Karla Laorange is the department chair of the Department of Teacher Education here at BYU-Idaho. She also teaches ED345, Comprehensive Literacy.
Q: Pew Research said 5.1 percent of women were CEO’s in Standard and Poor’s Composite 1500. Do you believe women are capable of handling this important role? Why or why not?
A: I think that that is a true statistic. I don’t question this statistic. I think that women have encountered barriers that have made it difficult for them to transition from levels of vice president into that CEO. I think there are some very talented and capable women that haven’t been able to break through that barrier, and that statistic bears that out, … that we need to work to try to recognize people for their work and for what they can contribute rather than some of the considerations that hold women back.
Q: What are some reasons you think women are not considered in high-rank positions?
A: I’ve done a little bit of research on this topic actually, and, at least within the field of education and looking at women becoming superintendents, it seems to parallel other industries. The research suggests that there are considerations put on women that are not put on men. It might be like, “Well, she’s pregnant right now. She’s going to have a baby. How is that going to affect her work? So, we probably shouldn’t promote her. She has young children at home right now, so we probably shouldn’t promote her.” Those are considerations that generally aren’t placed on men. They don’t look at men and say, “Oh, his wife’s pregnant. They’re going to have a baby. This probably isn’t a good time to promote him,” because they’ll think, “well, the wife can make up the difference.” I think working through some of those attitudinal barriers that a husband can also help contribute and help a wife work through those things. Or, I think for single moms, that can be a big challenge too, because they’ll be able there alone. They don’t have a husband to help them, and what we need to do is be looking at their work ethic and what they’ve contributed to help them be able to have those opportunities rather than having bias. I think it’d be what you have in Idaho here. There are just fewer female professors, and having been part of the hiring process, we just have fewer female applicants. That’s not to say we have none, but we have fewer female applicants. Even as a female, I want the university to hire the very best person available to bless the lives of our students. So, we still want to hire the best, but we don’t want to put barriers on what women can do.
Q: What do you have to do as the department chair?
A: So as a department chair, I have responsibility for budget. I have responsibility in the hiring process and scheduling and trying to get input from other faculty members. I meet with President Eyring and the executive group and make a recommendation (of hiring). In the end, the president’s executive group makes that decision. I observe new faculty members teaching, and I give feedback to them about their teaching. If students have concerns that they can’t resolve with a mentor with advising, they come to me and I try to work with them on those things. I try to set up professional development opportunities for our faculty, and right now we’re going through accreditation. So, I am blessed to work with two really great deans that give me a lot of support and help as we prepare a lot of reports for that. That’s a few of the things you do as a department chair. And, you still teach. You don’t teach as much, but you do teach.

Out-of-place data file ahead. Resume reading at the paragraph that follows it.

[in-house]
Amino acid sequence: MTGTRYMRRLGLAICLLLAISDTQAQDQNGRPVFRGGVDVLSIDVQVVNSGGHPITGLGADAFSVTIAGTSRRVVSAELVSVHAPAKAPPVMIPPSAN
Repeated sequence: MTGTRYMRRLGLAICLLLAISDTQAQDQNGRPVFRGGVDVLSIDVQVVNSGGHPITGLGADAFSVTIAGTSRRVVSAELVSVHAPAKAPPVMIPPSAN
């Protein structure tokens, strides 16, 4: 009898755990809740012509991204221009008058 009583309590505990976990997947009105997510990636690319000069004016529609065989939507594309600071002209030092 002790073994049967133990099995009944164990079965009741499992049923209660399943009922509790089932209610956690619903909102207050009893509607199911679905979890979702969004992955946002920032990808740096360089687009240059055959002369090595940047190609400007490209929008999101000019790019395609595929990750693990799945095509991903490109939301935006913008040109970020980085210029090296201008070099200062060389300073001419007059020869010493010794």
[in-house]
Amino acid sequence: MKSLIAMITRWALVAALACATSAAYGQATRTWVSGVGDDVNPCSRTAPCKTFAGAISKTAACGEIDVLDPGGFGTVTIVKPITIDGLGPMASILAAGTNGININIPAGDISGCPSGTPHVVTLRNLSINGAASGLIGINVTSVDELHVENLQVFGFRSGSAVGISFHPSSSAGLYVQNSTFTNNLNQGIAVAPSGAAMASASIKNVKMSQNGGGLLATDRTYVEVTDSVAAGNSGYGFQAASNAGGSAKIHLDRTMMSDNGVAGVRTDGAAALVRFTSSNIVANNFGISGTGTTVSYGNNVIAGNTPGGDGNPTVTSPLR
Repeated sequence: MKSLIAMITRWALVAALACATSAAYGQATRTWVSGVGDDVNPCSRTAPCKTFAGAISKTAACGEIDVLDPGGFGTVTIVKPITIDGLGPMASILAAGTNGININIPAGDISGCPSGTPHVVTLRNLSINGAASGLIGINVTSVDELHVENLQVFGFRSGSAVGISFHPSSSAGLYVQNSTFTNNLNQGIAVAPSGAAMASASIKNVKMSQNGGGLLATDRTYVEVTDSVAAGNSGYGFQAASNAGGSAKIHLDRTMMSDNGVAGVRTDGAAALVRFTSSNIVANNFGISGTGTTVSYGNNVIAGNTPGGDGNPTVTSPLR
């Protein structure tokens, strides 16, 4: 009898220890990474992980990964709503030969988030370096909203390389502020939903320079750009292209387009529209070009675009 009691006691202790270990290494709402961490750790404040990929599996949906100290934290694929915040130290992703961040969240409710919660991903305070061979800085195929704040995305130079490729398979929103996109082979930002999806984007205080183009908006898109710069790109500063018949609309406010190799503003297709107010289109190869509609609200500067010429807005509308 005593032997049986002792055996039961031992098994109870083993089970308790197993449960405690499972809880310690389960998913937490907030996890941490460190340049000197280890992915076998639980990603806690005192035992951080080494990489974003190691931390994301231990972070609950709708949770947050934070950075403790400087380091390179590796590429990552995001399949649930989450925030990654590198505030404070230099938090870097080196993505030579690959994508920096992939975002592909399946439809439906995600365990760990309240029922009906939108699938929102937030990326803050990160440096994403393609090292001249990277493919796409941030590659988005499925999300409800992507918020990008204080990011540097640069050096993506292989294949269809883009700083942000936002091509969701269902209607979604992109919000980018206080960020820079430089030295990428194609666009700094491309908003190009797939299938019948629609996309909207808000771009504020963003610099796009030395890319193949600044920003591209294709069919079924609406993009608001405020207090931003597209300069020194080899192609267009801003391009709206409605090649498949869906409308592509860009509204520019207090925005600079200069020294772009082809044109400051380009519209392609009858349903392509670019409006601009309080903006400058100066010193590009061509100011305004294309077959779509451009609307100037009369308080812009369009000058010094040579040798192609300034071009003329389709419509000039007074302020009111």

Q: Is it stressful?
A: Oh, there’s times. It’s enjoyable. I’m one of those people that the busier I am, the happier I get, for the most part. But, there will always be stresses in our lives.
Q: Do you believe society is ready to see women being in charge?
A: I think we’re in such a good place right now for that, for women. I think there are still some attitudinal barriers that need to be worked through. But as I reflected on this, we’re so blessed that the state of Utah was the first or second state in the union to give women the right to vote, way before the rest of the nation did, and that we belong to a church that’s always emphasized men and women are equal in the responsibilities for family and in the Church. So, I think there’s some barriers that we have to continue to work on and help people see women are capable just like everyone else. But, I think especially your generation, you’re just at a really good time where a lot of women who have gone before, have opened and plowed the way so that hopefully those barriers, particularly at the highest levels, start to fall away a little bit and women get those opportunities that they’re capable of and are working hard to earn.
Q: What advice do you have for those female college students who have thoughts of becoming in charge of a specific department or business?
A: Don’t be discouraged. Keep working hard and keep giving your best. That work ethic will bless you. It will bless your family and children and your husband and other people in the world who need role models of women that don’t give up, that persist. And maybe that means you’ll have to go to a different place of employment if it’s something that you really want. I would say, don’t give up. A lot of people have done things to make it better for your generation, and you will be making a better for the next generation. Believe in yourself and surround yourself with women who believe in you. Some women will want to hold you back because it makes them unsure to see women move ahead. Surround yourself with women who can cheer for you.